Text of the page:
She was not looking at the distance. Her eyes were fixed on an emerald islet half a mile or less from the steamer’s course, a jewel of the seas. It rose to the height of two hundred feet or so, a conical knoll, densely wooded. On the summit appeared a scar of rock like a ruined castle, and, rising from the rock’s crest, a single pine-tree. Its trunk was twisted by all the winds of Heaven. Its long, lean branches groped the air like the arms of a blinded demon. It seemed to have an almost human personality an expression of fruitless striving, pathetic yet somehow sinister—a Prometheus among trees. Geoffrey followed his wife’s gaze to the base of the island where a shoal of brown rocks trailed out to seawards. In a miniature bay he saw a tiny beach of golden sand, and, planted in the sand, a red gateway, two uprights and two lintels, the lower one held between the posts, the upper one laid across them and protruding on either side. It is the simplest of architectural designs, but strangely suggestive. It transformed that wooded island into a dwelling-place. It cast an enchantment over it, and seemed to explain the meaning of the pine-tree. The place was holy, an abode of spirits.
Geoffrey had read enough by now to recognize the gateway as a “torii”; a religious symbol in Japan which always announces the neighbourhood of a shrine. It is a common feature of the country-side, as familiar as the crucifix in Catholic lands.
But Asako, seeing the beauty of her country for the first time, and unaware of the dimming cloud of archaeological explanations, clapped her hands together three times in sheer delight; or was it in unconscious obedience to the custom of her race which in this way calls upon its gods? Then with a movement entirely occidental she threw her arms round her husband’s neck, kissing him with all the devotion of her being.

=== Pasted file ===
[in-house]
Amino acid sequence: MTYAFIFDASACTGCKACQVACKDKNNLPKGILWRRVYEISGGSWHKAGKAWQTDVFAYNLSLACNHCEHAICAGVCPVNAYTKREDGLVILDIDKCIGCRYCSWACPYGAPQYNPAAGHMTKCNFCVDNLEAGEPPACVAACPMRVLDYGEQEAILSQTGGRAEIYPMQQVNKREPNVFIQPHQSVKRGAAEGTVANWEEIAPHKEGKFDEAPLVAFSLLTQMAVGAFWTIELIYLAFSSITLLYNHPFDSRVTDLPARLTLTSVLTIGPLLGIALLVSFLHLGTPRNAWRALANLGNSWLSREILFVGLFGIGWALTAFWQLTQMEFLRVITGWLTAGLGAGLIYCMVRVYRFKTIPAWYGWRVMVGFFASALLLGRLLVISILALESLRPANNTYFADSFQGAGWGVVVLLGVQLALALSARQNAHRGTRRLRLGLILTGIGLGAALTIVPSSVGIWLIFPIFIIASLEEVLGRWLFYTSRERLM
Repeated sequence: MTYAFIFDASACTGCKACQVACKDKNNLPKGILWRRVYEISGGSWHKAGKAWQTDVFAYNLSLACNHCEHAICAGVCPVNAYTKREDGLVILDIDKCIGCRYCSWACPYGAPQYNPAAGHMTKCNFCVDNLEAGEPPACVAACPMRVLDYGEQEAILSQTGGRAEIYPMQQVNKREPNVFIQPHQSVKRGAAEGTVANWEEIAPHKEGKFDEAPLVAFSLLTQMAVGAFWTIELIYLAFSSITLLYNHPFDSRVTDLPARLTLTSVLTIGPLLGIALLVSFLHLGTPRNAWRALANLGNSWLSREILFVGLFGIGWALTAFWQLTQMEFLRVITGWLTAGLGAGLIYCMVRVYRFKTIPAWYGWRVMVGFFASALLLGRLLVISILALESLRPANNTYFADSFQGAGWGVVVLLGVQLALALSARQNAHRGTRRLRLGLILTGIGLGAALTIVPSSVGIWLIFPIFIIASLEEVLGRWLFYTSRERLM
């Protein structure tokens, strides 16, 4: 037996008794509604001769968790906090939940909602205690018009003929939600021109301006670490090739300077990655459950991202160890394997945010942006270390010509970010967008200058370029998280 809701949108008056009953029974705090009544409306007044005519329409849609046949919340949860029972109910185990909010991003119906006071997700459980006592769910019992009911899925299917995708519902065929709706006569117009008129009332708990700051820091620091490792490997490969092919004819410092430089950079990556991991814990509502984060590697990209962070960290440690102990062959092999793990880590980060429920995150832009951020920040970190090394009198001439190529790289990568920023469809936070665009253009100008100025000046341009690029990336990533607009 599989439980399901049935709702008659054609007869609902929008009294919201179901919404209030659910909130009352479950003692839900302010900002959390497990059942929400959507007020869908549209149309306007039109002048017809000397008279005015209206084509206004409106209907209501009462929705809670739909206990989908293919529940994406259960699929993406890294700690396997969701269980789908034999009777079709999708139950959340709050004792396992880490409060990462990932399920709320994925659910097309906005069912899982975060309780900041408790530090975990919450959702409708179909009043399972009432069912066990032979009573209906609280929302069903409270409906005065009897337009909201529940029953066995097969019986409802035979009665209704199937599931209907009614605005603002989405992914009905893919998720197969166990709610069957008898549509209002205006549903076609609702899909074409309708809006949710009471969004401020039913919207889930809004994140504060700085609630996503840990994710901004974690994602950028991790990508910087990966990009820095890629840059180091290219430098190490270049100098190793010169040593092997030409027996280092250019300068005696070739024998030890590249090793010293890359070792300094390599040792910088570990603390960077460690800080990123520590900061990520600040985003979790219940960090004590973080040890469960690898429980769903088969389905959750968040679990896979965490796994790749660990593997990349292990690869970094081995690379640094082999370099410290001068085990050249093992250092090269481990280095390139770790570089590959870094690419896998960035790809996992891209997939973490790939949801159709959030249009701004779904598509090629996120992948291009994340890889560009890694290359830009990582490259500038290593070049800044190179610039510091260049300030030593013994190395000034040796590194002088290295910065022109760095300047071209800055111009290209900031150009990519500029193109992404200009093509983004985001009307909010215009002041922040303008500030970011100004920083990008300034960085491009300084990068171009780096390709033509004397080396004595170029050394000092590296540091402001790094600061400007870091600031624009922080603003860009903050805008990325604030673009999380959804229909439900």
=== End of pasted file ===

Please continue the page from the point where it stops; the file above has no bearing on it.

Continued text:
“Dear old Geoffrey, I love you so,” she murmured. Her brown eyes were full of tears.
* * * * *
The steamer passed into a narrow channel, a kind of fiord, with wooded hills on both sides. The forests were green with spring foliage. Never had Geoffrey seen such a variety or such density of verdure. Every tree seemed to be different from its neighbour; and the hillsides were packed with trees like a crowded audience. Here and there a spray of mountain cherry-blossom rose among the green like a jet of snow.
At the foot of the woods, by the edge of the calm water, the villages nestled. Only roofs could be seen, high, brown, thatched roofs with a line of sword-leaved irises growing along the roof-ridge like a crown. These native cottages looked like timid animals, cowering in their forms under the protecting trees. One felt that at any time an indiscreet hoot of the steamer might send them scuttering back to the forest depths. There were no signs of life in these submerged villages, where the fight between the forester’s axe and primal vegetation